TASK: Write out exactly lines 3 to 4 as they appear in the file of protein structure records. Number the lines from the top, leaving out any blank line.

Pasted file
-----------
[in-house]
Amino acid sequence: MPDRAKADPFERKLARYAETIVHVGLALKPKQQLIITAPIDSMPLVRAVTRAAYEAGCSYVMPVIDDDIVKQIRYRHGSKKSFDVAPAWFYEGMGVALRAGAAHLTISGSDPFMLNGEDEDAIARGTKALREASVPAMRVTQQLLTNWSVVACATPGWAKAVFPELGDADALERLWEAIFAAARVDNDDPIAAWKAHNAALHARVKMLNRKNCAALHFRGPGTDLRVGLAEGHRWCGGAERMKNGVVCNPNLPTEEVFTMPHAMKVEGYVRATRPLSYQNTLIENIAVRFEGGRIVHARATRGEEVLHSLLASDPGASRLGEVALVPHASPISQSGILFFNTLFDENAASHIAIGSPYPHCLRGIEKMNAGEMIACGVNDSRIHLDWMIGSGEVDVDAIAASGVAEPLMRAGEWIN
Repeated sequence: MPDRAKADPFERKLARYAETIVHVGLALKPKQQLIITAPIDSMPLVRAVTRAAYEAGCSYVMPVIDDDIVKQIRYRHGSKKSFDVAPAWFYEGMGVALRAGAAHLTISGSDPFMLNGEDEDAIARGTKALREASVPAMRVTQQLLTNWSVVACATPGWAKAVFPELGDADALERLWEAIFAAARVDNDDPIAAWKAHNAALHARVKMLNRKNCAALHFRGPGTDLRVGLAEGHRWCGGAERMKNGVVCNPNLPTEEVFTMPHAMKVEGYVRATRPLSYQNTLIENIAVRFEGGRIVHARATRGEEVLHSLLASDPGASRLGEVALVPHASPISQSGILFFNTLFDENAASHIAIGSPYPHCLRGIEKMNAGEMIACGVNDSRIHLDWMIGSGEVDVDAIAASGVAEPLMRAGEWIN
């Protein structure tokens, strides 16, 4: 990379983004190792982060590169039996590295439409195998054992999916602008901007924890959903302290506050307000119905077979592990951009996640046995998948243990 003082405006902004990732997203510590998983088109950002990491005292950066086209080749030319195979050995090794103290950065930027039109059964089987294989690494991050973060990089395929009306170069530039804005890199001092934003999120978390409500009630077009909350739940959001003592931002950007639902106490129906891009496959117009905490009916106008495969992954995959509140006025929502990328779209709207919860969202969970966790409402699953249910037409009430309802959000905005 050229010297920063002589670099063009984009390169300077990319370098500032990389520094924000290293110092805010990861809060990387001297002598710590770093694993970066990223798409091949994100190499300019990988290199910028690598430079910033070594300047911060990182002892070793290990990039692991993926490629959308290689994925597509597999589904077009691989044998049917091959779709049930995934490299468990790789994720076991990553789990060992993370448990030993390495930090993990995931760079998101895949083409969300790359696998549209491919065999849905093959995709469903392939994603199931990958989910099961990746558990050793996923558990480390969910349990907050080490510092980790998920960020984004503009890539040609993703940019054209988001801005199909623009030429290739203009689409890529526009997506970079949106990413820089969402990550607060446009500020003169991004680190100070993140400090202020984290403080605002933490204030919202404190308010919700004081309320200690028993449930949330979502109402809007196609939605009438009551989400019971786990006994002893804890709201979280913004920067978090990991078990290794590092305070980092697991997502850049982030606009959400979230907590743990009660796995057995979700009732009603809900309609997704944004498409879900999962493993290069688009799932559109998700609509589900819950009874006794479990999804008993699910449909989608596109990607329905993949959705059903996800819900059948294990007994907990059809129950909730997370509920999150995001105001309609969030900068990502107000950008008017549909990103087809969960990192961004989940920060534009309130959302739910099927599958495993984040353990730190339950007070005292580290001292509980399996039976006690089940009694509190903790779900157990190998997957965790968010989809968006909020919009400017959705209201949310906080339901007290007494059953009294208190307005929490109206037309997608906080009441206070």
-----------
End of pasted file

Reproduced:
Repeated sequence: MPDRAKADPFERKLARYAETIVHVGLALKPKQQLIITAPIDSMPLVRAVTRAAYEAGCSYVMPVIDDDIVKQIRYRHGSKKSFDVAPAWFYEGMGVALRAGAAHLTISGSDPFMLNGEDEDAIARGTKALREASVPAMRVTQQLLTNWSVVACATPGWAKAVFPELGDADALERLWEAIFAAARVDNDDPIAAWKAHNAALHARVKMLNRKNCAALHFRGPGTDLRVGLAEGHRWCGGAERMKNGVVCNPNLPTEEVFTMPHAMKVEGYVRATRPLSYQNTLIENIAVRFEGGRIVHARATRGEEVLHSLLASDPGASRLGEVALVPHASPISQSGILFFNTLFDENAASHIAIGSPYPHCLRGIEKMNAGEMIACGVNDSRIHLDWMIGSGEVDVDAIAASGVAEPLMRAGEWIN
């Protein structure tokens, strides 16, 4: 990379983004190792982060590169039996590295439409195998054992999916602008901007924890959903302290506050307000119905077979592990951009996640046995998948243990 003082405006902004990732997203510590998983088109950002990491005292950066086209080749030319195979050995090794103290950065930027039109059964089987294989690494991050973060990089395929009306170069530039804005890199001092934003999120978390409500009630077009909350739940959001003592931002950007639902106490129906891009496959117009905490009916106008495969992954995959509140006025929502990328779209709207919860969202969970966790409402699953249910037409009430309802959000905005 050229010297920063002589670099063009984009390169300077990319370098500032990389520094924000290293110092805010990861809060990387001297002598710590770093694993970066990223798409091949994100190499300019990988290199910028690598430079910033070594300047911060990182002892070793290990990039692991993926490629959308290689994925597509597999589904077009691989044998049917091959779709049930995934490299468990790789994720076991990553789990060992993370448990030993390495930090993990995931760079998101895949083409969300790359696998549209491919065999849905093959995709469903392939994603199931990958989910099961990746558990050793996923558990480390969910349990907050080490510092980790998920960020984004503009890539040609993703940019054209988001801005199909623009030429290739203009689409890529526009997506970079949106990413820089969402990550607060446009500020003169991004680190100070993140400090202020984290403080605002933490204030919202404190308010919700004081309320200690028993449930949330979502109402809007196609939605009438009551989400019971786990006994002893804890709201979280913004920067978090990991078990290794590092305070980092697991997502850049982030606009959400979230907590743990009660796995057995979700009732009603809900309609997704944004498409879900999962493993290069688009799932559109998700609509589900819950009874006794479990999804008993699910449909989608596109990607329905993949959705059903996800819900059948294990007994907990059809129950909730997370509920999150995001105001309609969030900068990502107000950008008017549909990103087809969960990192961004989940920060534009309130959302739910099927599958495993984040353990730190339950007070005292580290001292509980399996039976006690089940009694509190903790779900157990190998997957965790968010989809968006909020919009400017959705209201949310906080339901007290007494059953009294208190307005929490109206037309997608906080009441206070």